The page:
When an NFT for a piece of digital artwork (by the artist Beeple, aka Mike Winkelmann) sold for $69 million in March 2021, it became the third most expensive artwork ever sold by a living artist. Now businesses and the legal world are trying to understand the commercial potential and legal issues surrounding NFTs.
What is an NFT?
In essence, an NFT is a type of cryptoasset; an NFT certifies the uniqueness of an individual digital asset.
Like Bitcoin, NFTs are stored on blockchain. However, unlike Bitcoin and other cryptocurrencies, NFTs are not interchangeable, because each NFT is unique. You can swap a Bitcoin for another Bitcoin and the value of the cryptoasset in your possession has not changed. This is not the case for NFTs, as each NFT is different, so too is their value.
NFTs have become a hot topic in recent months, and not only because of Beeple example. The Kings of Leon recently released NFTs for their latest album, with NFTs being available for deluxe digital versions of the album and other perks, such as digital artwork and access to limited edition vinyl. Floyd Mayweather has just announced that he will release NFTs for digital animations, artwork and memorabilia in advance of his fight with YouTuber, Logan Paul. Kate Moss is currently auctioning three digital ‘moments in time’ (also known as three short videos, one showing her sleeping, another showing her driving, with the final video showing her walking) for charity.
Commercial use of NFTs
But is there a commercial use for NFTs, beyond these examples? Put simply, yes – NFTs have been used for some time within the gaming community, with perhaps one of the best-known examples being CryptoKitties, a game that enables players to breed collectable digital cats using NFTs.
Commentators are also speculating as to how NFTs may revolutionise e-commerce, with NFTs replacing SKUs and allowing for infallible data tracking for products.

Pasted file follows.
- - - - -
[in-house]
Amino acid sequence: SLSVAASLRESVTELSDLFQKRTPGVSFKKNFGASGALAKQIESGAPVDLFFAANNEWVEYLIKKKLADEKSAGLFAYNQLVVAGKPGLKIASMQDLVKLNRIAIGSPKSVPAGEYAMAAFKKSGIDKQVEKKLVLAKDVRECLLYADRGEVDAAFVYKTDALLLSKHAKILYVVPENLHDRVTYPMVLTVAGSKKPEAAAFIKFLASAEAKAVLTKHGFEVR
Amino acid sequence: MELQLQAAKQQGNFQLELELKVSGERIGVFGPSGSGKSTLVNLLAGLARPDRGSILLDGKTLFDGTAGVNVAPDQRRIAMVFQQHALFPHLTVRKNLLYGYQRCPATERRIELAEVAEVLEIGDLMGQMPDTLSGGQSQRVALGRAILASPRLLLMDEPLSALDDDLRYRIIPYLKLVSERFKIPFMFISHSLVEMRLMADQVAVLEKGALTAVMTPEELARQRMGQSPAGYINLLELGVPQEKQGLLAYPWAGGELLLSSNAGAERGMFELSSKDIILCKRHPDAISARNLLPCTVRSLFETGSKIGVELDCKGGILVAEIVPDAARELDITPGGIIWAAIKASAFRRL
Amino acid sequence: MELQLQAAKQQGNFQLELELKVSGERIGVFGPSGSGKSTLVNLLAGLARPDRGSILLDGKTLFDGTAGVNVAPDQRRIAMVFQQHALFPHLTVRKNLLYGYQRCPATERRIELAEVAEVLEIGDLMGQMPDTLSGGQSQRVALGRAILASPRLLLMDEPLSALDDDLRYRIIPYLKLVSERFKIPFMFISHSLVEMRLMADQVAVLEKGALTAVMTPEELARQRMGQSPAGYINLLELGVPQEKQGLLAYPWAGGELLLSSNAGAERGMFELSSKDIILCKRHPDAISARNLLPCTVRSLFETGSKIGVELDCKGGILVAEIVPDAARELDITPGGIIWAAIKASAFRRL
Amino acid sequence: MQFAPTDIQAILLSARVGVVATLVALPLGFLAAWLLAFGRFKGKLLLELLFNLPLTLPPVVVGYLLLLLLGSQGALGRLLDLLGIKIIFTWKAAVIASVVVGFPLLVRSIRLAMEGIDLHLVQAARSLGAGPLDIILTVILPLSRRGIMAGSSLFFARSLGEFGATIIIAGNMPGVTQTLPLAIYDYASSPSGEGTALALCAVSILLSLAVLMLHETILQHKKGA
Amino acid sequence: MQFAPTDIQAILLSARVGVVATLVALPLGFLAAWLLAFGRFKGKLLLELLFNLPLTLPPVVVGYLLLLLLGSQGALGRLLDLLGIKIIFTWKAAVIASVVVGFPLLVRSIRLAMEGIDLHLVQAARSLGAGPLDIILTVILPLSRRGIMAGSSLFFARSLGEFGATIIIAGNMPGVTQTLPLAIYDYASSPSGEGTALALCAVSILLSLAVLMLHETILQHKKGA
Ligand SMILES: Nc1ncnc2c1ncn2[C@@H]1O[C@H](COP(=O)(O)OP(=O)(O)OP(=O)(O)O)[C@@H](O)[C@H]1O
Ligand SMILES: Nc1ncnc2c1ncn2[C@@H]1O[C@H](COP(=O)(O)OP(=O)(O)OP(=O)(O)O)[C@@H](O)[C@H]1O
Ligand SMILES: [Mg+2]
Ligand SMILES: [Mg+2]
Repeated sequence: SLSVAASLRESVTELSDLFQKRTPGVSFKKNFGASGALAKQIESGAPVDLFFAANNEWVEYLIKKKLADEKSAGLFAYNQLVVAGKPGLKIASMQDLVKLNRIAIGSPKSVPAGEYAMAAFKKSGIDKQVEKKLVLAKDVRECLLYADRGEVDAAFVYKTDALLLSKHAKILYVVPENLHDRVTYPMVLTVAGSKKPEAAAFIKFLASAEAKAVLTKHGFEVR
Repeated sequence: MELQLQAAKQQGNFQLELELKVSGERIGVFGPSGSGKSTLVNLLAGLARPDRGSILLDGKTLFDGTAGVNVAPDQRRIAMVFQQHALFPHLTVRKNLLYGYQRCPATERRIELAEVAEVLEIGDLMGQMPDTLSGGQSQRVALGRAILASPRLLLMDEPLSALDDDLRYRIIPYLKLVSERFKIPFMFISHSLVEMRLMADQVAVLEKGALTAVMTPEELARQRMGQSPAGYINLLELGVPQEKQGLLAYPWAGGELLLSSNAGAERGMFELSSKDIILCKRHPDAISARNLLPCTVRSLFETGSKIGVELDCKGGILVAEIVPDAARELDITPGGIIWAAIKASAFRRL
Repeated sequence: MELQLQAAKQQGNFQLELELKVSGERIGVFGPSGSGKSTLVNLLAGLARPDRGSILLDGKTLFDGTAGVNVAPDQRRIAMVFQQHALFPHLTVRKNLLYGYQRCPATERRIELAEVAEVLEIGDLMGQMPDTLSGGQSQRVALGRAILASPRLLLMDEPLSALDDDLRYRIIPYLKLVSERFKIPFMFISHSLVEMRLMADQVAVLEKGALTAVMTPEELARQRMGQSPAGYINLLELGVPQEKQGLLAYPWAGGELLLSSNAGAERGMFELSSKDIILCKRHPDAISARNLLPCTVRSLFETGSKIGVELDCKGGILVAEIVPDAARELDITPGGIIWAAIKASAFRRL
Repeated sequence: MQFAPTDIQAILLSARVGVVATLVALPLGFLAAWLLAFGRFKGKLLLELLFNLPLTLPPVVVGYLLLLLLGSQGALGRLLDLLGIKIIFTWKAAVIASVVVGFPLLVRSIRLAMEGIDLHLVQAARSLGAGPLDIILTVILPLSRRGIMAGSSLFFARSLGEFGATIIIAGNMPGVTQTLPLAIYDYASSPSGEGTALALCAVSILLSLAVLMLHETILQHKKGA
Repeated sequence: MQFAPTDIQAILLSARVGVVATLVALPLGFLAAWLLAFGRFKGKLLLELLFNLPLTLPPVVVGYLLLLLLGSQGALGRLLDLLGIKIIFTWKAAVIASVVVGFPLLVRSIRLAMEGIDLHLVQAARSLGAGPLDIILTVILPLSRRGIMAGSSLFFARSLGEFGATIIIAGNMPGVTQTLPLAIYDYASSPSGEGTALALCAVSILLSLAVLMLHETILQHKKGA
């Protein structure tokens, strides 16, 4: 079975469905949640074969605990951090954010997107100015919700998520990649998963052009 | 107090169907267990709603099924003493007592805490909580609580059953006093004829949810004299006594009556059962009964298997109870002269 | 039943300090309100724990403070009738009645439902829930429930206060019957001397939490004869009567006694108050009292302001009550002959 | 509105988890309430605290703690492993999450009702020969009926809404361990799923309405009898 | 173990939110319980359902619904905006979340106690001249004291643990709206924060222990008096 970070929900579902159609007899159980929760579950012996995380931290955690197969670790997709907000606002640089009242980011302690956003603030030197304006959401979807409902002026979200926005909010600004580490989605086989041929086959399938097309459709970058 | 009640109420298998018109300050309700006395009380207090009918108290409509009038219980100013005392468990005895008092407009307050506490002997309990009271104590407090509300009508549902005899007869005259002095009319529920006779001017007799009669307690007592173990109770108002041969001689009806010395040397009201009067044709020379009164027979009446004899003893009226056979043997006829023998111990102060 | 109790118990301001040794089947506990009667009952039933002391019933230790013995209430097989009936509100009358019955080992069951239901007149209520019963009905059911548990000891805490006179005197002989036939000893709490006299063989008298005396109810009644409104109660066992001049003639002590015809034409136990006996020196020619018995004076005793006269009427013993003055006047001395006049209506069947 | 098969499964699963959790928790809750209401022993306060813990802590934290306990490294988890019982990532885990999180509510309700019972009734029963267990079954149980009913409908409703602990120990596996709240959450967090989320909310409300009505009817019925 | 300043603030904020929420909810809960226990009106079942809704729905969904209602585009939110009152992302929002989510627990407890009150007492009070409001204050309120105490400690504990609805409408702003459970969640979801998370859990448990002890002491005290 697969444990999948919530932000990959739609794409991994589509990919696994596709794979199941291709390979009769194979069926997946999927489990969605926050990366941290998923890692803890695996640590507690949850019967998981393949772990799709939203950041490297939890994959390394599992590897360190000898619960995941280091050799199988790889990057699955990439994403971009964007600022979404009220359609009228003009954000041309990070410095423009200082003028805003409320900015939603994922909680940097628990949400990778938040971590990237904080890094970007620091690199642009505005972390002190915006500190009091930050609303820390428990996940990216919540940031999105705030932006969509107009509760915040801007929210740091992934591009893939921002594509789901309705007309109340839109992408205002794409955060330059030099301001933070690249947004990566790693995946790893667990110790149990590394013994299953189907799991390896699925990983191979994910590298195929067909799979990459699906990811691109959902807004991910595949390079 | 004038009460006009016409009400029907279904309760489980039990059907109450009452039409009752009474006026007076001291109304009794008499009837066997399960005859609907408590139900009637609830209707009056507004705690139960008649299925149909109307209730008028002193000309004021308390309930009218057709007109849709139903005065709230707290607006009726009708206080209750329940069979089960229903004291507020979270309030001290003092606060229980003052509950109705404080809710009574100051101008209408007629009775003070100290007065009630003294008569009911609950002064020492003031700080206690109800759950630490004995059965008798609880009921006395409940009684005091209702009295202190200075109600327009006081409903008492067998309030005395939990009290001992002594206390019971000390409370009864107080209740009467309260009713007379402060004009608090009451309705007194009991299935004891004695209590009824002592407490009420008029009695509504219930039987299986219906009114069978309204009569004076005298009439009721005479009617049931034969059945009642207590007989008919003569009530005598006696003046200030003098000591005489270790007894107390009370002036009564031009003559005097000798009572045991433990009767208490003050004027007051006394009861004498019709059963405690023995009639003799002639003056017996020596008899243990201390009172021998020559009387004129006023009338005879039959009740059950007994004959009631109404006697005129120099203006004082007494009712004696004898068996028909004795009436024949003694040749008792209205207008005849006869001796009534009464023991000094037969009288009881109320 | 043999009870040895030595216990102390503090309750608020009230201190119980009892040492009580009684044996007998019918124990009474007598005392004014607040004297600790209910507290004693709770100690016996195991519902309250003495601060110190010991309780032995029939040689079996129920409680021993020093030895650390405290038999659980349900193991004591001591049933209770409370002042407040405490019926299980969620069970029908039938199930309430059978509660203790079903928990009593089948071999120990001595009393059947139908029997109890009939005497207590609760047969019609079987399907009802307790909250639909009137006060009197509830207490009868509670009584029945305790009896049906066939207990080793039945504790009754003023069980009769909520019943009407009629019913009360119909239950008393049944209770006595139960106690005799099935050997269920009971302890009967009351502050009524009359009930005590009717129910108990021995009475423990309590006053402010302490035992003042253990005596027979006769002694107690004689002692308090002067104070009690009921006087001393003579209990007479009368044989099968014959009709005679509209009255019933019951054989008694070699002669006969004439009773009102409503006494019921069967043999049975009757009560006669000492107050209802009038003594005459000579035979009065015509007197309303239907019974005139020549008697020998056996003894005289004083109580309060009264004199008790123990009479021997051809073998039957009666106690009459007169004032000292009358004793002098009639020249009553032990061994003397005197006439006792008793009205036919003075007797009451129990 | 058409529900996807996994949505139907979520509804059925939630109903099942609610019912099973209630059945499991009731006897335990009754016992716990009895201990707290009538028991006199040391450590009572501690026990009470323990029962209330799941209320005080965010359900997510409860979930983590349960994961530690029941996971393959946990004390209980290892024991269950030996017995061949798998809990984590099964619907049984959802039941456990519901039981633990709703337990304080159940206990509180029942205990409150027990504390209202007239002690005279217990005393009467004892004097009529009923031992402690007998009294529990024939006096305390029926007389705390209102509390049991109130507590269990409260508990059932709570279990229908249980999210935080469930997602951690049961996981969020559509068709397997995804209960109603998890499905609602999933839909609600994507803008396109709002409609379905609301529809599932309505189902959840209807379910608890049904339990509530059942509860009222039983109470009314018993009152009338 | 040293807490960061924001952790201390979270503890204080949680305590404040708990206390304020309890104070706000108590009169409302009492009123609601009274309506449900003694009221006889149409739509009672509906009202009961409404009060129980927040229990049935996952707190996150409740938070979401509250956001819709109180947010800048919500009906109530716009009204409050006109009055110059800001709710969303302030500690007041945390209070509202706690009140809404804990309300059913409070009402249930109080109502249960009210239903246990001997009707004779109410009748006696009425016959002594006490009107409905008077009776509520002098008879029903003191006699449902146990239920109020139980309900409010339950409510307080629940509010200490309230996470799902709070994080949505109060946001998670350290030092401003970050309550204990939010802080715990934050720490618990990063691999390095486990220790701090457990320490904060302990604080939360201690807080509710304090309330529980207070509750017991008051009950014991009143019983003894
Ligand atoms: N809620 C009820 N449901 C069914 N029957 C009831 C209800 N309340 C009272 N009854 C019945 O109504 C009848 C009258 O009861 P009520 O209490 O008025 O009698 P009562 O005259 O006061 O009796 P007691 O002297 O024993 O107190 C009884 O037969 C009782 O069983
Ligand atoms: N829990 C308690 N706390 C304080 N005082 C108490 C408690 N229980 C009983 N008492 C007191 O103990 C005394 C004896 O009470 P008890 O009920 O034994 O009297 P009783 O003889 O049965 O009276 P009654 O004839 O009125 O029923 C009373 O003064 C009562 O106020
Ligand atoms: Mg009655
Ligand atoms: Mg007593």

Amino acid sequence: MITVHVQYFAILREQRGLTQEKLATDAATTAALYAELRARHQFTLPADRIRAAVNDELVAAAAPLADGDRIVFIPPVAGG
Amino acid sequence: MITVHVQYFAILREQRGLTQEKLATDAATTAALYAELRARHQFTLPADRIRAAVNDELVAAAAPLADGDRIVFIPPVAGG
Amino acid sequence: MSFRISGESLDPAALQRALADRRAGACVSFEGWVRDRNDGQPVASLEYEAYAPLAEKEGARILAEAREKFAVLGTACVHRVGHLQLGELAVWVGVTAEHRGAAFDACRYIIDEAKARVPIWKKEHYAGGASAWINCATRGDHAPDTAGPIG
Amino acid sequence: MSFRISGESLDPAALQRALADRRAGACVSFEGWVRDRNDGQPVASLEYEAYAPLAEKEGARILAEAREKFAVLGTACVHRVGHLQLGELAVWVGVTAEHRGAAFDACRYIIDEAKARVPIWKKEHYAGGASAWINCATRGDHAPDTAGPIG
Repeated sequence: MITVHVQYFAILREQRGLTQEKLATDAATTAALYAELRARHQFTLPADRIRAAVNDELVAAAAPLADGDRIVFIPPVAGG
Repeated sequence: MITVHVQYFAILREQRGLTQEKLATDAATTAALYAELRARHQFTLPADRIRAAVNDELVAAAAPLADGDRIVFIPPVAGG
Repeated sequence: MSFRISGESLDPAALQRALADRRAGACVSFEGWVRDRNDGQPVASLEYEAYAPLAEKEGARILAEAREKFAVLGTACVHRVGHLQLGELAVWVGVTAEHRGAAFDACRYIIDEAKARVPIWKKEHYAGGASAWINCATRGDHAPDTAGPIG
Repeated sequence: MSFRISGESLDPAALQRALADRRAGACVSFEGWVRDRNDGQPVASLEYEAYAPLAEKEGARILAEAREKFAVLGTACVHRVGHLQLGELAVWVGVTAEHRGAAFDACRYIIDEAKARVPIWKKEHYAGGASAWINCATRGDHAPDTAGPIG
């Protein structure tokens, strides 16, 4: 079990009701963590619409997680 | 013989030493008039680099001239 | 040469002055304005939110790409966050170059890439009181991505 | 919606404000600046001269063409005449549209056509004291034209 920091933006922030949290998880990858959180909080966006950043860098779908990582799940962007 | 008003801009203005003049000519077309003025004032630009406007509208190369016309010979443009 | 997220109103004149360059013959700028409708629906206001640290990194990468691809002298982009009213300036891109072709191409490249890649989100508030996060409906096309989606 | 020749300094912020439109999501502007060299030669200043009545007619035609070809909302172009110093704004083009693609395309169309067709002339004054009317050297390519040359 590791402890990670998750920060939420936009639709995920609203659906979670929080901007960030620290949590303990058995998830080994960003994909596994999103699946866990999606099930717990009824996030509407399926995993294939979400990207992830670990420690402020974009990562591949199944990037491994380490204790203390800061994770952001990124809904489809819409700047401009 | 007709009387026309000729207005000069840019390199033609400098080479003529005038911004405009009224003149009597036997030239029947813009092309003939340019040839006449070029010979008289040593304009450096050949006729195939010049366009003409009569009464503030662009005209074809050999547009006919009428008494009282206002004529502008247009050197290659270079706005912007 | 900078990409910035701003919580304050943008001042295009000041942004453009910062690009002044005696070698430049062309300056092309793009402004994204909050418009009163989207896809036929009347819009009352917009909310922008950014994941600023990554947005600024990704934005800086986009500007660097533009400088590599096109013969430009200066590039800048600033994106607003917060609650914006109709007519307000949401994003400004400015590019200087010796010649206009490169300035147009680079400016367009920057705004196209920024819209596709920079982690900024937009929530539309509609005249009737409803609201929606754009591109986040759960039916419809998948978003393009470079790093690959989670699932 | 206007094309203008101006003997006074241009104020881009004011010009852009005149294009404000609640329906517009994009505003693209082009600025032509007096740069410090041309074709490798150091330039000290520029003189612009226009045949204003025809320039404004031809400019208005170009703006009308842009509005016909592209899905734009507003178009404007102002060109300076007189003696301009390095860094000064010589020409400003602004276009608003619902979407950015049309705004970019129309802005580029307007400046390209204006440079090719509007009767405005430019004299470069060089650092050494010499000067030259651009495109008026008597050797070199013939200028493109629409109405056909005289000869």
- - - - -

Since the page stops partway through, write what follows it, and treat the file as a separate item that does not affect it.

In addition, there is the potential NFT application in a Software as a Service (or “SaaS”), where access to the asset, rather than ownership of the asset, is the key revenue generator. An NFT could provide a means of issuing proof for a customer’s right to access the asset at a specific time and place, and the storage of the NFT on the blockchain can be used to enable that asset.
Are NFTs a form of IP?
Whilst an intangible asset, NFTs are not a form of IP.
However, they do have significant potential to impact how IP is protected. Consider the digital art example, the ‘original’ art can be tracked through the blockchain ledger. Any unauthorised copies of that art would be easily identifiable as infringing copies, for the purposes of copyright.
A real-world example of the interplay between IP and NFTs can be seen if we look at Nike.
At the end of 2019, Nike secured the grant of a US Patent for a blockchain system for recording and transferring ownership of Nike’s trainers. Upon the purchase of a physical pair of Nikes, the purchaser will be granted an NFT for corresponding digital shoes – that NFT verifies the authenticity of the shoe, as well as providing the NFT holder with other perks. This demonstrates how NFTs and blockchain can be used in the fight against counterfeits and also how patents may be obtained to protect NFT and blockchain-related inventions.
It is also interesting to note that Nike’s plans for its ‘Cryptokicks’ appear to go beyond concerns relating to counterfeiting and into the realm of NFT owner generated designs. The patent reportedly provides for the NFTs to be traded independently of the physical shoe, for the digital shoe to be mixed with other digital shoe designs and for a shoe to be made to that hybrid design. Cryptokicks have yet to be released (although trade mark filings for the brand have been made in a number of jurisdictions) and it will be interesting to see how the resultant designs from these hybrid shoes are treated – will they be owned by Nike, or the NFT holder.